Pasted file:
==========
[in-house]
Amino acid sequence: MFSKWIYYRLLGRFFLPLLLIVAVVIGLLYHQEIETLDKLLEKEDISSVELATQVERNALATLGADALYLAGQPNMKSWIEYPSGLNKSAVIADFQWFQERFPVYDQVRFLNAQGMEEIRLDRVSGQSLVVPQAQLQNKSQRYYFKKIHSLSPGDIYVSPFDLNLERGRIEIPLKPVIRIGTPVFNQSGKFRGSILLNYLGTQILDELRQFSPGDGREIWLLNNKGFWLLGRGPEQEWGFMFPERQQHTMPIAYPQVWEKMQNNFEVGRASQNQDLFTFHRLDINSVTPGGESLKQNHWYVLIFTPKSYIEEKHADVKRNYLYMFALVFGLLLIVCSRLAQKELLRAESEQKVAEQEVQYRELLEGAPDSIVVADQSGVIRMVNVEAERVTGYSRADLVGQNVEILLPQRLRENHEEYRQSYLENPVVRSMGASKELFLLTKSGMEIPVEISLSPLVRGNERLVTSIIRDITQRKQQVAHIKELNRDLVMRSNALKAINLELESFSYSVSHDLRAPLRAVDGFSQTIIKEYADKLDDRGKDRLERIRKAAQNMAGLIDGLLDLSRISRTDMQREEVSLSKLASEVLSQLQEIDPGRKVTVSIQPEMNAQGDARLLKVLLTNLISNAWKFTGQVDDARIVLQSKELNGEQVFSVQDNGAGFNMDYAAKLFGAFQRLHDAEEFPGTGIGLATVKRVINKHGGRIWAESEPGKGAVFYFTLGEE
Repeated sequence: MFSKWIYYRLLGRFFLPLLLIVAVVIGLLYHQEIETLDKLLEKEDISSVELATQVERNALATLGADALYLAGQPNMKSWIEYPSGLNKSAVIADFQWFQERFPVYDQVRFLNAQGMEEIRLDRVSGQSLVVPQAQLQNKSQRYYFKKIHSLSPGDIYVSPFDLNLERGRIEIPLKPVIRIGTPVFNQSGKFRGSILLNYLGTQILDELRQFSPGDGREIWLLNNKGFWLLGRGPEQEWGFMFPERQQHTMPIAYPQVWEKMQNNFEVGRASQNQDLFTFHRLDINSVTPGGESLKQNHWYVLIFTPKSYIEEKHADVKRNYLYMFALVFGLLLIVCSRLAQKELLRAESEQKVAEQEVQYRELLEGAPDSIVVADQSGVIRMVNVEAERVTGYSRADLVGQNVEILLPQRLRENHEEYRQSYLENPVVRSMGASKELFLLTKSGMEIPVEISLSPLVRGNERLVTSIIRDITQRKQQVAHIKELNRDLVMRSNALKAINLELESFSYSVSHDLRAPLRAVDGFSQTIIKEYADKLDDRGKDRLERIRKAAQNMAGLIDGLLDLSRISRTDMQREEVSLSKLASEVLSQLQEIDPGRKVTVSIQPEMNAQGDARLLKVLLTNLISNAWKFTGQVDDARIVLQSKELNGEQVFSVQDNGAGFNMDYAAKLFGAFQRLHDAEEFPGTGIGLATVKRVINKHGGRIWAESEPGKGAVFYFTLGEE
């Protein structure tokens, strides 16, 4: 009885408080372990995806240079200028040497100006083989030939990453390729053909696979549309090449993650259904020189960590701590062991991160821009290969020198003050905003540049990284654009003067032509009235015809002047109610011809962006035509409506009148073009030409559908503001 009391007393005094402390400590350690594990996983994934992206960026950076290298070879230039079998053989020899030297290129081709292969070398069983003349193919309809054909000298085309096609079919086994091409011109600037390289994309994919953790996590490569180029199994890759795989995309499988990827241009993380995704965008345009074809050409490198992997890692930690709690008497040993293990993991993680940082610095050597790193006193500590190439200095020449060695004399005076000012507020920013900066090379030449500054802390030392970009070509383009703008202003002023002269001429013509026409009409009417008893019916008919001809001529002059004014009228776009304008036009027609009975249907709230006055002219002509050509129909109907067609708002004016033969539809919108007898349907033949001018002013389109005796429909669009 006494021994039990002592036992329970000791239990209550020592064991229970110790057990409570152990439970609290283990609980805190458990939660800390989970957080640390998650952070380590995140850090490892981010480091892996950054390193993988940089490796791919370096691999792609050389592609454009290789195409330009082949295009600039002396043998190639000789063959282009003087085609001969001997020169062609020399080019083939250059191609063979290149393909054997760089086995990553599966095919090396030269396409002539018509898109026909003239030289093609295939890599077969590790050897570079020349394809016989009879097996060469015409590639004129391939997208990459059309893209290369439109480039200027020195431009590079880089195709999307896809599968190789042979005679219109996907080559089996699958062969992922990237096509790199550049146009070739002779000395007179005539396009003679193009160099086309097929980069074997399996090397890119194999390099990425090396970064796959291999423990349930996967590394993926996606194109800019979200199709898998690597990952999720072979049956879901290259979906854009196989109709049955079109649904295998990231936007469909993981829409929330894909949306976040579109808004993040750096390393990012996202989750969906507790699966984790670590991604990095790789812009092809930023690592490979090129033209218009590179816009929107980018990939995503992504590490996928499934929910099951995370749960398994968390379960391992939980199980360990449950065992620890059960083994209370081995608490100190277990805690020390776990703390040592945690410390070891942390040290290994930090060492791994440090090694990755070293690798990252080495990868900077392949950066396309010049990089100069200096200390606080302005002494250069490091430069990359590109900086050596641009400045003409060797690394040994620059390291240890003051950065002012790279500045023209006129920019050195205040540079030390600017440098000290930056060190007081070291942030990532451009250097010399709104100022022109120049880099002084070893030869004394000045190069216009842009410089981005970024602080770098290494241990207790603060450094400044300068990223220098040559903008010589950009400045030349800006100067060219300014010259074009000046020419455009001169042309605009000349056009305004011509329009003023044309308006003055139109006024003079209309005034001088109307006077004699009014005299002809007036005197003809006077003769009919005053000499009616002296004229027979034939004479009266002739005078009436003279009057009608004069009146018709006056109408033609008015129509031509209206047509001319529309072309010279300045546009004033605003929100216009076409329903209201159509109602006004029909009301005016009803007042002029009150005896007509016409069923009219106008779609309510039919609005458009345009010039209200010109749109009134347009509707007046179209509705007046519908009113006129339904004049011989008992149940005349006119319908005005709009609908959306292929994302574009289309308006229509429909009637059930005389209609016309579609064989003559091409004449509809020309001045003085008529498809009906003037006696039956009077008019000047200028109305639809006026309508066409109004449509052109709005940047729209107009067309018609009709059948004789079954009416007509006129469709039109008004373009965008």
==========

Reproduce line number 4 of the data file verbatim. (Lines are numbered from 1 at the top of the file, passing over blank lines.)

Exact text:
């Protein structure tokens, strides 16, 4: 009885408080372990995806240079200028040497100006083989030939990453390729053909696979549309090449993650259904020189960590701590062991991160821009290969020198003050905003540049990284654009003067032509009235015809002047109610011809962006035509409506009148073009030409559908503001 009391007393005094402390400590350690594990996983994934992206960026950076290298070879230039079998053989020899030297290129081709292969070398069983003349193919309809054909000298085309096609079919086994091409011109600037390289994309994919953790996590490569180029199994890759795989995309499988990827241009993380995704965008345009074809050409490198992997890692930690709690008497040993293990993991993680940082610095050597790193006193500590190439200095020449060695004399005076000012507020920013900066090379030449500054802390030392970009070509383009703008202003002023002269001429013509026409009409009417008893019916008919001809001529002059004014009228776009304008036009027609009975249907709230006055002219002509050509129909109907067609708002004016033969539809919108007898349907033949001018002013389109005796429909669009 006494021994039990002592036992329970000791239990209550020592064991229970110790057990409570152990439970609290283990609980805190458990939660800390989970957080640390998650952070380590995140850090490892981010480091892996950054390193993988940089490796791919370096691999792609050389592609454009290789195409330009082949295009600039002396043998190639000789063959282009003087085609001969001997020169062609020399080019083939250059191609063979290149393909054997760089086995990553599966095919090396030269396409002539018509898109026909003239030289093609295939890599077969590790050897570079020349394809016989009879097996060469015409590639004129391939997208990459059309893209290369439109480039200027020195431009590079880089195709999307896809599968190789042979005679219109996907080559089996699958062969992922990237096509790199550049146009070739002779000395007179005539396009003679193009160099086309097929980069074997399996090397890119194999390099990425090396970064796959291999423990349930996967590394993926996606194109800019979200199709898998690597990952999720072979049956879901290259979906854009196989109709049955079109649904295998990231936007469909993981829409929330894909949306976040579109808004993040750096390393990012996202989750969906507790699966984790670590991604990095790789812009092809930023690592490979090129033209218009590179816009929107980018990939995503992504590490996928499934929910099951995370749960398994968390379960391992939980199980360990449950065992620890059960083994209370081995608490100190277990805690020390776990703390040592945690410390070891942390040290290994930090060492791994440090090694990755070293690798990252080495990868900077392949950066396309010049990089100069200096200390606080302005002494250069490091430069990359590109900086050596641009400045003409060797690394040994620059390291240890003051950065002012790279500045023209006129920019050195205040540079030390600017440098000290930056060190007081070291942030990532451009250097010399709104100022022109120049880099002084070893030869004394000045190069216009842009410089981005970024602080770098290494241990207790603060450094400044300068990223220098040559903008010589950009400045030349800006100067060219300014010259074009000046020419455009001169042309605009000349056009305004011509329009003023044309308006003055139109006024003079209309005034001088109307006077004699009014005299002809007036005197003809006077003769009919005053000499009616002296004229027979034939004479009266002739005078009436003279009057009608004069009146018709006056109408033609008015129509031509209206047509001319529309072309010279300045546009004033605003929100216009076409329903209201159509109602006004029909009301005016009803007042002029009150005896007509016409069923009219106008779609309510039919609005458009345009010039209200010109749109009134347009509707007046179209509705007046519908009113006129339904004049011989008992149940005349006119319908005005709009609908959306292929994302574009289309308006229509429909009637059930005389209609016309579609064989003559091409004449509809020309001045003085008529498809009906003037006696039956009077008019000047200028109305639809006026309508066409109004449509052109709005940047729209107009067309018609009709059948004789079954009416007509006129469709039109008004373009965008």